The dances will be performed on five stages scattered throughout the market. (A map of the stage locations is available online here.) Throughout its lifetime, Ten Tiny dances has been seen in many locations around Portland include PICA’s TBA festival and most recently out of town in Tempe, Arizona, Columbus, Ohio, and Houston, Texas, and has seen far more variations on its theme than performance locations. It has also showcased a large swath of Portland dance talent. This is Ten Tiny’s 8th year at the Beaverton Farmers Market.

Each year the choreographers grapple with new ways to fill the tiniest stage they will probably ever dance on. Most often the dances happen on top of the stage, but I have seen dances on the ground around the stage, under the stage. The most notable for me personally was choreographed by Angelle Hebert: A man with an ax hacked the stage around dancer Carla Mann to smithereens, leaving her with an even smaller stage to writhe around on—the tiniest stage of all the Ten Tiny dances.

Yes, figuring out how to dance on the 4-by-4 foot stage and dealing with its limitations makes dancing on it challenging, but that is exactly what makes it interesting.


Dance Weekly: Time to improvise!

The Improvisation Summit of Portland 2016 will go where no dancers have gone before

Summer is upon us and that brings festivals, festivals of all kinds, but most importantly dance festivals. I am biased, I know.

Summer festivals to me feel different from the regular programming of the traditional performance season. To me they encapsulate the qualities of summer—bright, festive, free and open—and they run the gamut of experimentation and expression. It is a time to sample many ideas in one place.

Opening on Thursday night, the Improvisation Summit of Portland 2016, curated by Portland dance artist Danielle Ross, features a large swath of the Portland dance community. Since its inception in 2012, the Improvisation Summit, a subset of the Creative Music Guild, has brought together dancers, musicians, filmmakers and other experimental artists to create improvised, one-of-a-kind performances. For me there is a feeling of electricity and risk watching dance artists create movement in the moment while they are performing. There is an aliveness and a deep listening that happens in their bodies that is not always present in set choreographed movement. This year’s summit is stocked to the brim with veteran improvisers and performers who are willing to take those risks.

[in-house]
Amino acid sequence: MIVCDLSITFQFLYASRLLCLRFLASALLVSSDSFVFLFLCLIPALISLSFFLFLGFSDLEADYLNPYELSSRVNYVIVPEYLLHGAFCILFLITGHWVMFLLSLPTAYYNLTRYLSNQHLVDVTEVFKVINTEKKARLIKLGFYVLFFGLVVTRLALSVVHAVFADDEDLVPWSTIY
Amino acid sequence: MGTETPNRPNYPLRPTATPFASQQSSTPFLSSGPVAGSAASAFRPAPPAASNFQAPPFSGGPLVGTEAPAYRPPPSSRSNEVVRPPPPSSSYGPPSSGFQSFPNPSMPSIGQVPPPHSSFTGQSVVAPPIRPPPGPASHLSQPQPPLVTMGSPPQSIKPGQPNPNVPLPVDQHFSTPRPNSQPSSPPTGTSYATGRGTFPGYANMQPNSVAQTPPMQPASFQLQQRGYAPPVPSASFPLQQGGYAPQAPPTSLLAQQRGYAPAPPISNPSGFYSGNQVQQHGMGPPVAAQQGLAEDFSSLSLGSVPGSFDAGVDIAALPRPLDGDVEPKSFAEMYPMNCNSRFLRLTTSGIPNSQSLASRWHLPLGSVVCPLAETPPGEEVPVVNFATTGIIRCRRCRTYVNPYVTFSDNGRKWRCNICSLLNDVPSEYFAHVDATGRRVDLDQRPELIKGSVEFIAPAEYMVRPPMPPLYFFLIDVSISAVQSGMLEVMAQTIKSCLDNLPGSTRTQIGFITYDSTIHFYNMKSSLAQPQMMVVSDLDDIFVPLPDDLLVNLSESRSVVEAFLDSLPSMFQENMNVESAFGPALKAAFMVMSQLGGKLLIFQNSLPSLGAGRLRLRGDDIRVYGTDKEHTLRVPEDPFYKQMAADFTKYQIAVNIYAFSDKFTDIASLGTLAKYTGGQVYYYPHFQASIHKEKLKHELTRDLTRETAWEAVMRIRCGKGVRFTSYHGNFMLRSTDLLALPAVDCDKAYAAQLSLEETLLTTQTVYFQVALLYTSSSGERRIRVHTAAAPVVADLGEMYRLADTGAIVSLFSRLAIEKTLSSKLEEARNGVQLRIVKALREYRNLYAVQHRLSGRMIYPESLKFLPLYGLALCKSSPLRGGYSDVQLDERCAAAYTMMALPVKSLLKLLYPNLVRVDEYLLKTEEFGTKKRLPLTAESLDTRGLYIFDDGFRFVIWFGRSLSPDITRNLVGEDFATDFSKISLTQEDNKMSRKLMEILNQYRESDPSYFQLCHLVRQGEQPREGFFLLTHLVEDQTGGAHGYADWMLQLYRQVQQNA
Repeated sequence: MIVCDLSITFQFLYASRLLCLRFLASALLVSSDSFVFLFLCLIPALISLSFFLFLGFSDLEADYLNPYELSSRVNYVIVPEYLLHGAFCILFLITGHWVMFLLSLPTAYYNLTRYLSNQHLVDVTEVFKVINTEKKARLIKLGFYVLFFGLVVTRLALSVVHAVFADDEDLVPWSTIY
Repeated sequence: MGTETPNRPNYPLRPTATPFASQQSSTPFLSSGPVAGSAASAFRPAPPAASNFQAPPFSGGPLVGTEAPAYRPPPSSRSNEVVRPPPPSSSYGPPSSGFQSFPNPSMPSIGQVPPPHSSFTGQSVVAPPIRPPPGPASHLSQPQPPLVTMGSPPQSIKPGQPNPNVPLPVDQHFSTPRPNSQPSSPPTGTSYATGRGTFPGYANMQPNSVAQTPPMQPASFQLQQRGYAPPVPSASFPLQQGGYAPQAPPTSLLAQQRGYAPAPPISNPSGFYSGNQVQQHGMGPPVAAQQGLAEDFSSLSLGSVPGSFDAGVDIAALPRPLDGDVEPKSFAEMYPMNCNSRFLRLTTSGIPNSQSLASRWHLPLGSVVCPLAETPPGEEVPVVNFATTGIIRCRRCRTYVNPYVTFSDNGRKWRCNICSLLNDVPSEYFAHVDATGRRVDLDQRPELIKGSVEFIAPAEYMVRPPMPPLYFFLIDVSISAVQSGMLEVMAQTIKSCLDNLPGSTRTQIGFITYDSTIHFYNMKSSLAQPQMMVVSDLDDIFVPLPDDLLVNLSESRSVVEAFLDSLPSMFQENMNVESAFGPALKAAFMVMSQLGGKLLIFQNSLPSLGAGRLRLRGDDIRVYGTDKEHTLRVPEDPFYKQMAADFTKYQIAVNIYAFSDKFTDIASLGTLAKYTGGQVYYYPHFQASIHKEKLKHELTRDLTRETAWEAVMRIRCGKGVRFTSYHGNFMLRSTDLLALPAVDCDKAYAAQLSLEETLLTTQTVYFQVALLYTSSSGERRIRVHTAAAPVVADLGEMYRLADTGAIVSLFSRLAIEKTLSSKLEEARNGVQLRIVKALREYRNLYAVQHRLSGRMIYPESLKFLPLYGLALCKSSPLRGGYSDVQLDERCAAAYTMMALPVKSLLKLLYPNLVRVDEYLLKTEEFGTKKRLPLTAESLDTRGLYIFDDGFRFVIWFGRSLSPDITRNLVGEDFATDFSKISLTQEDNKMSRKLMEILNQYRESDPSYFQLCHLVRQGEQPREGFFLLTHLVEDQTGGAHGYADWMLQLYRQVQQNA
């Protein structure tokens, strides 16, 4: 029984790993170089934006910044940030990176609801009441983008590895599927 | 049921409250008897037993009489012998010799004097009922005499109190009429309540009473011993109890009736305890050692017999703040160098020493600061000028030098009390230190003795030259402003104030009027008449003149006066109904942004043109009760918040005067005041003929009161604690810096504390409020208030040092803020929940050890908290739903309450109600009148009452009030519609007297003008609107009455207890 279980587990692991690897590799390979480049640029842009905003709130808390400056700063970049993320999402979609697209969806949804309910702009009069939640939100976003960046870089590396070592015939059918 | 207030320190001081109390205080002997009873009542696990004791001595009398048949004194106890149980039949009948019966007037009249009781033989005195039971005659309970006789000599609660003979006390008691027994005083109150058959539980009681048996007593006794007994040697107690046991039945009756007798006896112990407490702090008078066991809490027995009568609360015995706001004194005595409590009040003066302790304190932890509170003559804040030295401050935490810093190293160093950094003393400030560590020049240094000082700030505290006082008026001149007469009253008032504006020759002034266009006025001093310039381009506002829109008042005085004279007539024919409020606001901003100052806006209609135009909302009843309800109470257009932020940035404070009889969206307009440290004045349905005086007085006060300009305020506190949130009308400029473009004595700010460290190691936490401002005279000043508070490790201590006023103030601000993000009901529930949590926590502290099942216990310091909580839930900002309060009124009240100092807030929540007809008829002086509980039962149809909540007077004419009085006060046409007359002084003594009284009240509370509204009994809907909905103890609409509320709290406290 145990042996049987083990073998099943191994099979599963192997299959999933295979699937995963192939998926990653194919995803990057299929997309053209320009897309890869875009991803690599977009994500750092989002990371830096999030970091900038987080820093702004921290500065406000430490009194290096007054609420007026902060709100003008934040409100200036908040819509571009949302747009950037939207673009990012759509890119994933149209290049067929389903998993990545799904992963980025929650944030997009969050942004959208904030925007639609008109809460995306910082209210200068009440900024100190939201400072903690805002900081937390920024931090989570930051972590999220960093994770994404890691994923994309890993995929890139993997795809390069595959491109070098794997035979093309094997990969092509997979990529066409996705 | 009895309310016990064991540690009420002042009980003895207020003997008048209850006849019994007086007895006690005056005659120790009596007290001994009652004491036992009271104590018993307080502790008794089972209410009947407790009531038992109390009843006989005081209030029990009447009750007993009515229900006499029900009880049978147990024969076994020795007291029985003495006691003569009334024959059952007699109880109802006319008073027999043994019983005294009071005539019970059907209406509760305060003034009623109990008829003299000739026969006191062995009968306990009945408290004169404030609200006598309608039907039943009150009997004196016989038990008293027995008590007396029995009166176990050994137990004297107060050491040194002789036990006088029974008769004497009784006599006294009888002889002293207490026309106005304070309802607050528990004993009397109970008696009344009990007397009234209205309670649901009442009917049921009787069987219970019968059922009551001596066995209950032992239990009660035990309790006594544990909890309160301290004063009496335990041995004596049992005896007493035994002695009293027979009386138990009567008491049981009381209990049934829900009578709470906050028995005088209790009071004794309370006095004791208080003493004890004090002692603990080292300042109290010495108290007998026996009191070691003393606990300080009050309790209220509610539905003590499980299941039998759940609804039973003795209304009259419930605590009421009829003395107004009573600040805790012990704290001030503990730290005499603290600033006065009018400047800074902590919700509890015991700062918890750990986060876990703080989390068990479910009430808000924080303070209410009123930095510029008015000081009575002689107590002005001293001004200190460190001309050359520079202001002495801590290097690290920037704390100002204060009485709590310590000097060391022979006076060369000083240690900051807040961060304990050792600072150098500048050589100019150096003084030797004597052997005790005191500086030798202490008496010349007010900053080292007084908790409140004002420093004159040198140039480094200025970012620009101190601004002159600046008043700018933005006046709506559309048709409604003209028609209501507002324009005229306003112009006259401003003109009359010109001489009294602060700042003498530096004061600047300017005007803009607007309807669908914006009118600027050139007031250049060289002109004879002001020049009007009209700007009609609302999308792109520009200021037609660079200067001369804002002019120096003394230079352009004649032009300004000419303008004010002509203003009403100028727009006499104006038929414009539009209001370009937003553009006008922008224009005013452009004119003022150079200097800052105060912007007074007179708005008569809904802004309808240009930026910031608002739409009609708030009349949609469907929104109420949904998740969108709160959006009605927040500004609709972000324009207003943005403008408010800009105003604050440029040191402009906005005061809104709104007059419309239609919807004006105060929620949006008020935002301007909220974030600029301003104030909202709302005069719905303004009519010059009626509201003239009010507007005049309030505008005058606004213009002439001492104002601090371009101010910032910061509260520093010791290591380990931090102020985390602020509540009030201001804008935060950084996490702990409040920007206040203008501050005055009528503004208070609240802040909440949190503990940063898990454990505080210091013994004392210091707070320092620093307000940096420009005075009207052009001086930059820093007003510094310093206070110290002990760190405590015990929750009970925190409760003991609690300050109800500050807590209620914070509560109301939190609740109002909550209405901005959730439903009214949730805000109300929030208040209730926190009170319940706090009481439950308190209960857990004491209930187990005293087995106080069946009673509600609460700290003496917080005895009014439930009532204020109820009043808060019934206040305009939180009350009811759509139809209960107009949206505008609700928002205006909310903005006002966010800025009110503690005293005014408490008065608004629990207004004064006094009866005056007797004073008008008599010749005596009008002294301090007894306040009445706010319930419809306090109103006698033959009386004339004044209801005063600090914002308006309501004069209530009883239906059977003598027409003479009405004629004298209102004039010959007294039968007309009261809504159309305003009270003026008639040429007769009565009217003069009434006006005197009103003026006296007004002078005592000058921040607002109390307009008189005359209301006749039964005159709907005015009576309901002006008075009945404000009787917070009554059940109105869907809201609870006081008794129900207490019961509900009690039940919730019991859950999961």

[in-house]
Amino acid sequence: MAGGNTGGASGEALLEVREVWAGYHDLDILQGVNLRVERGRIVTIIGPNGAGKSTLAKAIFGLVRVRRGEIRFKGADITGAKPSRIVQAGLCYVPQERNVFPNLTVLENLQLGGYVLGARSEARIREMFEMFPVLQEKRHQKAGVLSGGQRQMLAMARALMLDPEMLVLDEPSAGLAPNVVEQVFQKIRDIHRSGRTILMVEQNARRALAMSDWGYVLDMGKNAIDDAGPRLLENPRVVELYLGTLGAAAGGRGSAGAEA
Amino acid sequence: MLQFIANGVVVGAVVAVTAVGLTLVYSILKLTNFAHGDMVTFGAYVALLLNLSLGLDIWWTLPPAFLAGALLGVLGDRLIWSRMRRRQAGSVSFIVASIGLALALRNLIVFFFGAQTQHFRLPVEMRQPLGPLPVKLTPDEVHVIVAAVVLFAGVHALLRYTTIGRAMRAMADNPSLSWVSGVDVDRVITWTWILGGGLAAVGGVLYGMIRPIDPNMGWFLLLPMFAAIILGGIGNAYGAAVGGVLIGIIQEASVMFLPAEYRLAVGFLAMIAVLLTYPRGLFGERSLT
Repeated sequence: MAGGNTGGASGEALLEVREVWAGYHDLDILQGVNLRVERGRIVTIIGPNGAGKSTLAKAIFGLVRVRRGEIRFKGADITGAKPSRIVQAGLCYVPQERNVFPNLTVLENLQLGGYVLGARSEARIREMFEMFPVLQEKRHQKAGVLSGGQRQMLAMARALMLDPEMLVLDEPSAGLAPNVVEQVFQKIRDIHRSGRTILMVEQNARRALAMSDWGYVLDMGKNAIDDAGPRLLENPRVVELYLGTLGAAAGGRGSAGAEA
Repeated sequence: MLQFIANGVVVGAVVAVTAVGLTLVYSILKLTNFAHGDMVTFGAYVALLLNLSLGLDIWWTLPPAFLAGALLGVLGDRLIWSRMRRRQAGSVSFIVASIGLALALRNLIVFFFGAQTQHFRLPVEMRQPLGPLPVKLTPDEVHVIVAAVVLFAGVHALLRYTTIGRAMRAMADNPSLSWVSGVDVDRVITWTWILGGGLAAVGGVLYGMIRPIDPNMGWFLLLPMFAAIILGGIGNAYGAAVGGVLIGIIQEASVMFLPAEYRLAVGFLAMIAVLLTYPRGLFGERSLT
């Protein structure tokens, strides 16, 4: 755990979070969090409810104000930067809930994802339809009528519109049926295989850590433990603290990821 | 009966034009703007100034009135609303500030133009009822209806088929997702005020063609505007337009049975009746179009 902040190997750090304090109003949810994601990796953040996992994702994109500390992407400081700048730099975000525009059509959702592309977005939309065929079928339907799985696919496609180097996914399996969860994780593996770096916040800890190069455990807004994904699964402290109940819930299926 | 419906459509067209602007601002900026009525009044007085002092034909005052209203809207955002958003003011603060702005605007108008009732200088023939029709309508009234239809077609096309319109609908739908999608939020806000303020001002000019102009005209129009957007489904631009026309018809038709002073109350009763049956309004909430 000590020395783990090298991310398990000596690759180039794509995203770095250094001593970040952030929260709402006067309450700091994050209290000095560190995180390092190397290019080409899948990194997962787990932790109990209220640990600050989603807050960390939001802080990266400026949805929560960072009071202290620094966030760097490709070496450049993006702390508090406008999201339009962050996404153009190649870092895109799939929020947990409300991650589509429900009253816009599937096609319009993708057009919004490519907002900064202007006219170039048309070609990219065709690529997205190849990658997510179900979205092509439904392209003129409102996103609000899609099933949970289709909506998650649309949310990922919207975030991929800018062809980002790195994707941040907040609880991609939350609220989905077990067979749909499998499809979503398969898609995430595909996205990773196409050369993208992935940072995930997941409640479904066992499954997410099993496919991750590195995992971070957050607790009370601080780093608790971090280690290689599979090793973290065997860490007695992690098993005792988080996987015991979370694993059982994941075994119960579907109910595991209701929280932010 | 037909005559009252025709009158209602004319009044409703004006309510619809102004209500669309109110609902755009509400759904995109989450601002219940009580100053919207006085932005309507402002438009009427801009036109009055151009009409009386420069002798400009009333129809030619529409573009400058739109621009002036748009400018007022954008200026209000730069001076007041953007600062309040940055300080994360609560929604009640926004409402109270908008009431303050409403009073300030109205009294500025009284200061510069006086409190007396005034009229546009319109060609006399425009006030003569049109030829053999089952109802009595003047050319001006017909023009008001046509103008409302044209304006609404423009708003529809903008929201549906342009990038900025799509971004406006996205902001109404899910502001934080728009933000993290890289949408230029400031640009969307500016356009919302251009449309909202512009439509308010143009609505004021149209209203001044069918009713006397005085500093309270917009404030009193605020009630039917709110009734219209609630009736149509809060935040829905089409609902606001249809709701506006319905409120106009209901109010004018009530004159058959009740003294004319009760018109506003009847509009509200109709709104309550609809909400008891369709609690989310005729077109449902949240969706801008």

Dance Weekly: The N.E.W. dance residency bears fruit

Catherine Egan, Lane Hunter, Linda K. Johnson and Ruth Nelson talk about their N.E.W. Expressive Works Residency at Studio 2-Zoomtopia.

On Friday night, four Portland choreographers—Catherine Egan, Lane Hunter, Linda K. Johnson and Ruth Nelson—will reveal the culmination of six months of thinking, experimenting and moving in the studio as part of The N.E.W. Expressive Works Residency, at Studio 2-Zoomtopia.

The N.E.W. residency program, directed by Subashini Ganeshan, supports the making of contemporary dance of all genres. The program offers 144 hours of free rehearsal space over six months to four choreographers; “Fieldwork,” or peer-to-peer feedback sessions; and a fully produced, ticketed performance at the end.

Portland has only one other similar residency for choreographers. The Performance Works NW’s Alembic Artists Residency awards 80 studio hours over a 10 month period with additional hours at an extremely reduced rate. (This year’s Alembic artists are Claire Barrera, Noelle Stiles and Katie Scherman.) This residency also culminates in a produced performance at the end.

I asked each choreographer of the N.E.W. residency group two questions as a way to introduce them to you.

1. What has this residency done for you?

2. What have you discovered about dance or dance making during this residency? Any ah-ha moments?